Apart from the history of such prominent Scots in Australia, I have also learned a lot about many a family history. There were, for instance, the Haigs of Mt Gambier who were deeply involved in Scottish activities ever since their first foot-fall down under. And then there’s the lovely story of Alice and William Granger who arrived in Australia wearing kilts – a moment that was captured retrospectively in this marvellous image. What makes the Granger story so remarkable is that the kilts are still in the possession of the family, and are occasionally worn now by the grandchildren of William Granger. Isn’t that brilliant? Perhaps there is a similar story behind the kilts worn by Harry and his sister Angela, who arrived in Brisbane in 1960 (click here to see the image). Stories such as these make up the very fabric of the Scottish diaspora and deserve our recognition.
Speaking of kilts: a large collection of them and the relevant accessories can also be found at the Australian War Memorial. Scottish regiments played an important role in Australia and although wearing the kilt was outlawed for a time, it always remained a strong symbol (for an example click here). In Australia too there was an intrinsic connection between the kilt, Scottishness and military culture the built on the valour and reputation of the Scottish soldier. The image on the right depicts a group of soldiers of a Scottish unit gathered around the graves of their fallen comrades. The original caption of the image reads ‘The burial place at Modder River, of the Highlanders who fell at Maagersfontein, S Africa.’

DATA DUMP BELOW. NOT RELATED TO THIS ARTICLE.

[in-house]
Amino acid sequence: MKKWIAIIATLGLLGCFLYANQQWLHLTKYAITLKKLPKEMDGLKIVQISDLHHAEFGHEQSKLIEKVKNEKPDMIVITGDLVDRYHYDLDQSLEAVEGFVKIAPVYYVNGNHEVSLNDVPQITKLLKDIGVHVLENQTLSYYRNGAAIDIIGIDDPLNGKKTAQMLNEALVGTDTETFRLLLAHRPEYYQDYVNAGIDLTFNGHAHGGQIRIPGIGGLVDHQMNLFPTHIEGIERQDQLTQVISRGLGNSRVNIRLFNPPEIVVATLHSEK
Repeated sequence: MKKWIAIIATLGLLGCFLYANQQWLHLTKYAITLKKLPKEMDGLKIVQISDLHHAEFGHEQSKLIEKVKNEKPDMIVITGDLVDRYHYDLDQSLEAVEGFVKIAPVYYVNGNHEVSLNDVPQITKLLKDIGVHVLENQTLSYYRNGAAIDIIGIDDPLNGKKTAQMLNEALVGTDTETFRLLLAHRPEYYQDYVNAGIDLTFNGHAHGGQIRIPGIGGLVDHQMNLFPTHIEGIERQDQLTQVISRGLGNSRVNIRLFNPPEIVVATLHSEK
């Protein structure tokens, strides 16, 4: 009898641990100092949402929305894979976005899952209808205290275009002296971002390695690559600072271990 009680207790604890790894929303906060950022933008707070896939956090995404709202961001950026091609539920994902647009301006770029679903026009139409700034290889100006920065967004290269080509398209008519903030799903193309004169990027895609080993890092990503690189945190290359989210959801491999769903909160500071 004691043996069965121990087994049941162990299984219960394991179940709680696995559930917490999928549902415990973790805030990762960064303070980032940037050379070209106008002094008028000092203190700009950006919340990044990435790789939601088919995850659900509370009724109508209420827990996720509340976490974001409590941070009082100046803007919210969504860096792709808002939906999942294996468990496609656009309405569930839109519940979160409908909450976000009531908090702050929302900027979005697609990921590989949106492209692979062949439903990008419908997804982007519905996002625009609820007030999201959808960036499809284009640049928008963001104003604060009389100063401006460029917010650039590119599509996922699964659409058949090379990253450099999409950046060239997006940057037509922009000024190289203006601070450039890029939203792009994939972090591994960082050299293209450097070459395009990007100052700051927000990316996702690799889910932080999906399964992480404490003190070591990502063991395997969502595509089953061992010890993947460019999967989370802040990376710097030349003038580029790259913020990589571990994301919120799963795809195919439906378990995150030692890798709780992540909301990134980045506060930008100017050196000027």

The story of the Scots in Australia is, of course, much richer than the few examples I have given here – and much is still to say about it! If you are interested in learning more, here are a few resources you might like to look at:
The Scottish Diaspora contains a chapter with material on Australia
The Scots in Australia by Malcolm Prentis
Trove – Australia’s brilliant search engine for all sorts of records; most interesting should be the picture search and the newspaper search
National Archives of Australia – has some online records
Migration Museum, Adelaide
Immigration Museum, Melbourne
Finally: Special thanks to the member of the Scottish community I have met while in Australia, and to the Migration Museum in Adelaide, especially Catherine Manning, for the hospitality and sharing your expertise.